"The Professional Right Bled Mitt Romney Dry"

Reporting on Politics and Policy.
April 8 2013 12:50 PM

"The Professional Right Bled Mitt Romney Dry"

Rep. Allen West (R-FL) speaks during a news conference on the payroll tax vote at the U.S. Capitol on December 19, 2011 in Washington, DC.

Photo by Chip Somodevilla/Getty Images

RedState's Erick Erickson writes at good, angry length about a question that's dogged Republicans since they lost in 2012: Who will rid them of these troublesome scam artists? Erickson's buckshot hits plenty of people, from the Romney strategists to the RNC, but this is the bit that might be unfamiliar to people who don't immerse themselves in conservative media.

The professional right has turned a mailing list habit into a mailing list addiction. Like drug addicts wanting one more hit before going straight, they send out one last mail piece demanding money to help Allen West. But now, like going from cocaine to crack, they spam your email inbox too demanding your immediate defense of Allen West, Rand Paul, etc.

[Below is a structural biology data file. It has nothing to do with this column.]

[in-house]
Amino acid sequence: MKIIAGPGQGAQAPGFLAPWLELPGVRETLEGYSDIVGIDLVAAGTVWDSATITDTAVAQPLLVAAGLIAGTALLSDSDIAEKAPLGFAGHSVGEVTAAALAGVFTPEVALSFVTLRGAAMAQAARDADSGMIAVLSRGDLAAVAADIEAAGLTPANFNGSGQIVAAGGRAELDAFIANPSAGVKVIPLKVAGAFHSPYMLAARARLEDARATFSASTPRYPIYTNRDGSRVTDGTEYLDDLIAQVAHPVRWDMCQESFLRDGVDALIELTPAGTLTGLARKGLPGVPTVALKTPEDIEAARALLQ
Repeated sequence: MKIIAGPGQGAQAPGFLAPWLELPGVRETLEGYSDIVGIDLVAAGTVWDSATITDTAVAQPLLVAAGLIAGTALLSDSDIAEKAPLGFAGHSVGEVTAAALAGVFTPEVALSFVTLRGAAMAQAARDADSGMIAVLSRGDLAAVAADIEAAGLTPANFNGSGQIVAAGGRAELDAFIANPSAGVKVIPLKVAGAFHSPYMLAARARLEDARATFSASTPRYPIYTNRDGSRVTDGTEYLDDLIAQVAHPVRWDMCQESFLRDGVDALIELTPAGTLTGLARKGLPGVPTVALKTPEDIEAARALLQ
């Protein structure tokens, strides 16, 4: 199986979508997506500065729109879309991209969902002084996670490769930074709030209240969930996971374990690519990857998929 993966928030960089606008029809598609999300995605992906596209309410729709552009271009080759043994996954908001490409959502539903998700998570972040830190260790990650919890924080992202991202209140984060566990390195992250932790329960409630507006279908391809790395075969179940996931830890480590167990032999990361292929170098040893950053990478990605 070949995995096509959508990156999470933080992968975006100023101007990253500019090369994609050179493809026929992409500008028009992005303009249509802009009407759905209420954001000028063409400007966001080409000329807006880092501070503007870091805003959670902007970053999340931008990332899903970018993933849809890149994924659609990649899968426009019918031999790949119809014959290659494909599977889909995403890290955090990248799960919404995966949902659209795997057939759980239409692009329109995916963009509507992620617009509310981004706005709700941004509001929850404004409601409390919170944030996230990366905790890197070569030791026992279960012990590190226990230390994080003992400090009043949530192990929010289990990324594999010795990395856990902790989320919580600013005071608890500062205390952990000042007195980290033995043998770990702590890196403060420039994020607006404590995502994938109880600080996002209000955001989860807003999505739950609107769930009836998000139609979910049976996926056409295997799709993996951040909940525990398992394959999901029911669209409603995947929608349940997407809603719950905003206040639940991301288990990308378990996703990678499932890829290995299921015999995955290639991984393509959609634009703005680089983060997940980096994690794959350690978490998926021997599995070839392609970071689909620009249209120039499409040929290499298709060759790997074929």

Never you mind that Allen West will never see one penny of the money. “We’re building his name identification,” the mailhouse tells you. Yes, in the days of Rush Limbaugh’s 20 million listener audience, Fox News’s domination of the news airwaves, and Allen West’s own efforts, I’m sure he needs some crappy little group no one has ever heard of using his name so that they themselves get money.

This is a real problem, and the West example is well-chosen. In 2012, West ran the best-funded campaign for the House in America. Conservatives who saw him on TV or YouTube couldn't give him enough money. Seeing that, groups like the dodgy CAPE PAC created West websites and bought West Web ads to ask for money—money that never went to West. That was a particularly flagrant example of something Rick Perlstein, the liberal historian of conservativism, identified for The Baffler. Direct-mail appeals, which helped fund the New Right, were always susceptible to graft. In the email era, they hit the same mental sweet spots as whatever article a conservative reader just read about Obama's plan to install "common core" in classrooms or send FEMA troops to take your guns. Next step for Erickson: naming who the worst scammers are. He'd have to burn some friends and financial sources to do so.

David Weigel is a reporter for Bloomberg Politics


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